BEIRUT - Former US President Jimmy Carter met with President Michel Sleiman Wednesday, before being flown to Naqoura in South Lebanon for a meeting with United Nations peacekeepers. The presidential visit and trip to the South came as Hizbullah reportedly declined an invitation to meet with the former head of state.
Carter, on a five-day visit to Lebanon, told reporters after speaking with Sleiman that he was pleased to back in Lebanon. "I am happy to come back to this great country - a country that has dedicated itself to peace, stability, progress, freedom and human rights."
The renowned peace activist and Nobel laureate, said he was honored to have met with Sleiman, who, Carter said, has earned the trust of the Lebanese people and the rest of the world.
Carter also expressed the hope that Lebanon's springtime elections would be "successful and safe," adding that he might return with a team of election observers to monitor the fairness and transparency of the polls.
Early in his distinguished post-presidency, Carter and his wife, Rosalynn, founded the Carter Center, a not-for-profit organization partnered with Emory University that is devoted to a variety of human rights causes across the world. The center based in Atlanta, Georgia has a long history of monitoring developing world elections, from Venezuela to Nepal.
On Tuesday, the day Carter arrived in Beirut, Interior Minister Ziyad Baroud, charged with preparing Lebanon for the elections, said he had not been contacted by Carter about election monitoring.
But he did not dismiss the prospect. "I believe it is in the interest of Lebanon to open the door to any observation," he said, adding that any decision on electoral oversight would have to be approved by the Cabinet.
After meeting with Sleiman, Carter took an aerial tour of the Blue Line in South Lebanon and spoke with United Nations Interim Force in Lebanon (UNIFIL) officials. "I strongly urge all parties to seize this opportunity to work toward peace," Carter told the troops.
UNIFIL commander, Claudio Graziano, said that Carter's visit "testifies to the international community's support for our mission and underlines the importance of the continued commitment of the parties to their respective obligations under UN Security Council Resolution 1701."
In an opinion piece published Wednesday in The Washington Post, commemorating the 60th anniversary of the Universal Declaration of Human Rights, Carter voiced the hope that President-elect Barack Obama's new administration could usher in a new era of effective American diplomatic leadership in the region and across the world.
"Throughout the Middle East, there is hope that the United States will move more aggressively and persistently to help orchestrate a solution to the Israeli-Palestinian conflict, the prism through which the region measures the US commitment to human rights," Carter wrote.
"Our next president has an unprecedented opportunity to lead through example by inspiring and supporting those who would reach for freedom and by being tough and effective with those who would impede freedom's march," he added.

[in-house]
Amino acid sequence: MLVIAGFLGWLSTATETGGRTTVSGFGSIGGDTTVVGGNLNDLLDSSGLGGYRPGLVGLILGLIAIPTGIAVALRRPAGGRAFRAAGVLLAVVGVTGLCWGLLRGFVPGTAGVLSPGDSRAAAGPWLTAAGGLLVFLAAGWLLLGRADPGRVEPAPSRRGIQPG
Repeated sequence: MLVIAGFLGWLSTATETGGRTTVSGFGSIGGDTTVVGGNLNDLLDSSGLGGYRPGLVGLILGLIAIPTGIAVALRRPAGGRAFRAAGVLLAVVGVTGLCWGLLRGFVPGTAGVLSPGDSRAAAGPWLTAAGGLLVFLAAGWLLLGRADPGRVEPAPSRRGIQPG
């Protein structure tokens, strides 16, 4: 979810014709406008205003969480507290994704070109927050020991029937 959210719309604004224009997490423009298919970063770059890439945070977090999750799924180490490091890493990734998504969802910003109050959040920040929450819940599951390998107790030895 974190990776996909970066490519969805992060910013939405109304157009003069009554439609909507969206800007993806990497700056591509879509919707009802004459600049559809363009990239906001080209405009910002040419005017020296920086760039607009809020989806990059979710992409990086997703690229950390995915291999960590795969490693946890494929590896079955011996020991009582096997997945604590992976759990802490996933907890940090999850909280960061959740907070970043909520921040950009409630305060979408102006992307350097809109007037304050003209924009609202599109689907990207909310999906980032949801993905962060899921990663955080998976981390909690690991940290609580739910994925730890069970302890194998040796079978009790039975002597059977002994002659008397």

In a statement released before Carter's arrival in Lebanon, the director of the Carter Center's Conflict Resolution Program, Hrair Balian said that "during his visit, President Carter will discuss recent developments in Lebanon and the Middle East with officials and representatives of major political blocs in Parliament and civil society leaders."
And on Tuesday, Carter said that he was hoping to meet with Hizbullah officials. "I am going to meet with all of the political parties as possible," Carter said after arriving in Beirut.
But Wednesday, Rick Jasculca, a spokesman for Carter, told AFP that although Carter had sought meetings with all major political players, "Hizbullah had declined the request."
Hizbullah foreign relations chief Nawaf Moussawi told The Daily Star Wednesday that he was not following up on the issue. But the leader of Hizbullah's parliamentary bloc, MP Mohammad Raad, told AFP that the group "does not meet with anyone from a US administration which supports Zionist terrorism."
Regarding the Carter Center's potential monitoring role in the springtime polls, Raad said the party "will accept whatever decision the Cabinet makes."
In the past, there has been some tension between Carter and the US State Department over his unofficial diplomatic missions. Carter, long active in the Middle East peace process, published a hotly-debated book, "Palestine Peace not Apartheid," in 2006, and in April he visited Israel, the Occupied West Bank, Jordan and Syria. The trip was not coordinated through the US Sate Department.
Cherie Lenzen, the public affairs officer for the US Embassy in Lebanon, said of Carter's current trip, that "President Carter is on a private visit."
According to Carter's comments Wednesday and the Carter Center press release, after his visit to Lebanon, he will travel to Syria to meet with President Bashar Assad. The two are expected to discuss the prospects for Middle East peace.
News reports have suggested that Carter may also meet with Hamas representatives in Damascus. During his controversial visit to Damascus earlier this year, Carter met with exiled Hamas leader Khaled Meshaal.
Carter, the 39th American president and a chief architect of the first Camp David Accord, will be speaking Friday to an audience of students, faculty and invited guests at American University of Beirut.